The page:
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What is happening in the Trump administration?

His ill-thought immigration plan and untruths chip away at his already-low credibility

President Donald Trump  makes an announcement on immigration

President Donald Trump  makes an announcement on immigration with Sens. Tom Cotton  (R-Arkansas) and  David Perdue (R-Georgia) at the White House on August 2, 2017. Photo Credit: AFP/Getty Images / JIM WATSON

President Donald Trump announced support for immigration legislation Wednesday that would cut by half the federal program that allows legal immigration into the country and stop giving priority to relatives of citizens and legal residents. It has little support and no chance of passing. Yet he held a news conference about drastic changes to legal immigration policies that would trample the nation’s ideals.

The president is scrambling, trying to change the narrative and turn the spotlight away from the health insurance debacle, plummeting polls, a potential news-rigging scandal, Russian sanctions he did not want and his strange affinity for making untrue statements.

Trump feels he needs to re-energize his base as his poll numbers hit all-time lows. The Real Clear Politics polling average shows the president’s approval is down to 39 percent, 18 points lower than his disapproval rating. Even Trump’s personal favorite poll, Rasmussen, showed his approval rating slipping to 39 percent this week.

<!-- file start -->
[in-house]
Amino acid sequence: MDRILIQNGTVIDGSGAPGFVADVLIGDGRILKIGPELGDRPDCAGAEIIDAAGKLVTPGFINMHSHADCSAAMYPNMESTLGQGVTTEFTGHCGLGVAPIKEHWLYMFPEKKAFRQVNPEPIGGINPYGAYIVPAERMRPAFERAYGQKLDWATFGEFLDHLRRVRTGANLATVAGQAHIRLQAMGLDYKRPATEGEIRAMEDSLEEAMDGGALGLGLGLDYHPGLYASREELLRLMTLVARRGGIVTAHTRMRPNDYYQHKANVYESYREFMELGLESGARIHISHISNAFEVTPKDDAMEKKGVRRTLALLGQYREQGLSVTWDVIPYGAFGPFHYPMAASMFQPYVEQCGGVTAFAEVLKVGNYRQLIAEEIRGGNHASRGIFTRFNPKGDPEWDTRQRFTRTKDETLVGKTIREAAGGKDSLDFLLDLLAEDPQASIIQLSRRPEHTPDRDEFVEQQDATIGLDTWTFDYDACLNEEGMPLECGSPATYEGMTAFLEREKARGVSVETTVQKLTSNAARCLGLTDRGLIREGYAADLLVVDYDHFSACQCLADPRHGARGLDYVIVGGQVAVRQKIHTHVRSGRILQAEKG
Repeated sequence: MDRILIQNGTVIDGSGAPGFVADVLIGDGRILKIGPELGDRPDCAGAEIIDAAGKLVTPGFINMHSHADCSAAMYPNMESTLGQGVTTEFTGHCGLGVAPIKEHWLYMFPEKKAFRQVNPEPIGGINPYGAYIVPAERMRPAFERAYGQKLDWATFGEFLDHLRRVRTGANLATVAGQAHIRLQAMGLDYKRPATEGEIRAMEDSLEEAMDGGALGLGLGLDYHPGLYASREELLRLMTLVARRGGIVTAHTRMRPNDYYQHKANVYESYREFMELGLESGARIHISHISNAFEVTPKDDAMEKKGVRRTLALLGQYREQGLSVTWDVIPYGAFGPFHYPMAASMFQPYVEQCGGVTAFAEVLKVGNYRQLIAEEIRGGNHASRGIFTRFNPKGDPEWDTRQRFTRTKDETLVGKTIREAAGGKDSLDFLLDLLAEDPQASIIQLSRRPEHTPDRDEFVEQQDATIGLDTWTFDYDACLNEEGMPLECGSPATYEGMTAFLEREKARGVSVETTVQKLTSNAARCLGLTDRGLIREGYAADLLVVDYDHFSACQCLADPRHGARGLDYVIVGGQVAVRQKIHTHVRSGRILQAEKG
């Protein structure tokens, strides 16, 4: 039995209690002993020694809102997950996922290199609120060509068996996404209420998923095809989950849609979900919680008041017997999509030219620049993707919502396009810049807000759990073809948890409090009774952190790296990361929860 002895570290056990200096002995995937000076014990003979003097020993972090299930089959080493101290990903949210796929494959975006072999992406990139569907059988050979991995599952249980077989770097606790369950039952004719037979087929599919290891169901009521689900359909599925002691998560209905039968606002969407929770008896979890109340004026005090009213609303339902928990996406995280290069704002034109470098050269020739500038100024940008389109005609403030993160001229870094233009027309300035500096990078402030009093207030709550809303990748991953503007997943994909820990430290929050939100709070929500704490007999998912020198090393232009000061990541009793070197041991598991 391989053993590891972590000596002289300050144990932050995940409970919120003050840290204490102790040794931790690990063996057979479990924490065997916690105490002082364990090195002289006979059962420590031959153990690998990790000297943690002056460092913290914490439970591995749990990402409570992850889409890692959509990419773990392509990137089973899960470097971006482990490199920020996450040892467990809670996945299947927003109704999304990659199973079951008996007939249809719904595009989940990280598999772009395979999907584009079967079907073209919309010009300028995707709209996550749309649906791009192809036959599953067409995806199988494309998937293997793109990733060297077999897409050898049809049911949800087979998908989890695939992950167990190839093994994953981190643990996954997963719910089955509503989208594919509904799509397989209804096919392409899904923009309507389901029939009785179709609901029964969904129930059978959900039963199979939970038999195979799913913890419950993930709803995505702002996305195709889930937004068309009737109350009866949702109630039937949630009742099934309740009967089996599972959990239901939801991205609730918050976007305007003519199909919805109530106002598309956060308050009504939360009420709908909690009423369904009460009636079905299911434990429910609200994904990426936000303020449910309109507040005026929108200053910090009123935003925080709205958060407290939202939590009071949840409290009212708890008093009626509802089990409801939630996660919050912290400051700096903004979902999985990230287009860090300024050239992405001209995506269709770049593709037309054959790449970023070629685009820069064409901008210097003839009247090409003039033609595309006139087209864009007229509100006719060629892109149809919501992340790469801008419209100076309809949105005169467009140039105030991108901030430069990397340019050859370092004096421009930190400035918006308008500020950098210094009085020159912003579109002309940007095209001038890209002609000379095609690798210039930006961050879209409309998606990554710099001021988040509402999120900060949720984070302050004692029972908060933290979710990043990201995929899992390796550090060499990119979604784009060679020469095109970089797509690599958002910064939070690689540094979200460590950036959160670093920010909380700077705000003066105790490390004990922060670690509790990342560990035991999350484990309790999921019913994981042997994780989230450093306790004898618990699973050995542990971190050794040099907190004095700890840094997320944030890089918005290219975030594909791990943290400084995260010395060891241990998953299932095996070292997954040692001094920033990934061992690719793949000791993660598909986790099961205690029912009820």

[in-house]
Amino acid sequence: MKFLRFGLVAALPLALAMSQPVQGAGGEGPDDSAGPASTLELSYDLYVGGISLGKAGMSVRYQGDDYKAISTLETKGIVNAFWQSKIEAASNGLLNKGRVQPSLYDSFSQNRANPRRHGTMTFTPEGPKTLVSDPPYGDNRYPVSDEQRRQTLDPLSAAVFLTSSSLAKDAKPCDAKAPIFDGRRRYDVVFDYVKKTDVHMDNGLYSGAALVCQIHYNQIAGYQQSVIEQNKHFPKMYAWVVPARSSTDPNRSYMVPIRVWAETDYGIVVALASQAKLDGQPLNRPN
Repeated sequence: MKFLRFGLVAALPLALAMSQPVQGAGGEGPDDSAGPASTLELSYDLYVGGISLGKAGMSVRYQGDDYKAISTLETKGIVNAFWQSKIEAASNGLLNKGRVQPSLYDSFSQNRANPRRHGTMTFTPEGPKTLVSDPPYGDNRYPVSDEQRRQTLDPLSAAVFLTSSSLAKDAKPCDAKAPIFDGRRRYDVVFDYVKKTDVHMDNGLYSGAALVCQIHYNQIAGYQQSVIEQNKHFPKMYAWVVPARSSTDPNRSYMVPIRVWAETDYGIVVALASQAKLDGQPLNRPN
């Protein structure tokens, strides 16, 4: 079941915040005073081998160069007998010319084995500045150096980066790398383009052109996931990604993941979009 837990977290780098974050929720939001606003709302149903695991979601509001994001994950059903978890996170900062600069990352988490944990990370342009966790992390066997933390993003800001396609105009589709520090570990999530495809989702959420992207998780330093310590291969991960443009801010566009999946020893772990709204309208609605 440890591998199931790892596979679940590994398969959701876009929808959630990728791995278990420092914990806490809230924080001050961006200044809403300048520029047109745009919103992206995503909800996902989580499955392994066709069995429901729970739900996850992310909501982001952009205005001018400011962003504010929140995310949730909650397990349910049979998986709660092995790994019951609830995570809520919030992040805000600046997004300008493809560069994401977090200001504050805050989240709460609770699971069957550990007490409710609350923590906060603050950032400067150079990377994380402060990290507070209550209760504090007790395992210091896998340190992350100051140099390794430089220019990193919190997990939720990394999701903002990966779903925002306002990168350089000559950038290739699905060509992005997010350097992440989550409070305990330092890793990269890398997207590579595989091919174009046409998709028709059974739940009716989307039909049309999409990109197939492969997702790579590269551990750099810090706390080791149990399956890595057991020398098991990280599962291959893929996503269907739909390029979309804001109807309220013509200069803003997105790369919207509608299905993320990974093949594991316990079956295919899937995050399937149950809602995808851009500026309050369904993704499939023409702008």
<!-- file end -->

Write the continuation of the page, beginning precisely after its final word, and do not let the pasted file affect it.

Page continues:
And the credibility of the White House keeps getting called into question. A federal lawsuit claims that Trump himself was involved in a discredited and retracted Fox News story. The story asserted that a Democratic National Committee worker might have been killed because of the false claim that he was the one dumping documents damaging to Hillary Clinton’s campaign, not the Russia-backed WikiLeaks.

And then there are casually invented, easily revealed untruths. Trump’s too-political and strange speech to the national Boy Scout Jamboree about how builder William Levitt lost his empire got mixed reviews. But when The Wall Street Journal described it that way, Trump disagreed. “I got a call from the head of the Boy Scouts saying it was the greatest speech that was ever made to them, and they were very thankful,” he said. The Boy Scouts say no such call was made.

Trump also claimed Monday he had a phone call from the president of Mexico congratulating him on his success in stopping illegal crossings at our Southern border. Trump said, “Even the president of Mexico called me. Their Southern border, they said very few people are coming because they know they’re not going to get to our border, which is the ultimate compliment.” But President Enrique Peña Nieto says the call never happened, and a Trump spokeswoman admitted there was no call. The White House later said Trump meant to say he was congratulated in person after the Boy Scout speech and spoke to Nieto at the G-20 summit last month. Nieto says the two did discuss migration then, but also says the numbers Trump claims Nieto gave him are not the ones the Mexican president provided.

As for the immigration plan Trump introduced, it would slash by half the number of people who could move here legally each year. It would also stop favoring family members of legal residents, instead rewarding highly skilled workers and those who can speak English. In other words, it would create a set of rules entirely different from the ones that allowed our forebears to come here and build lives.

Trump’s theme for this week is “American dream.” But increasingly, this is turning into a nightmare. — The editorial board

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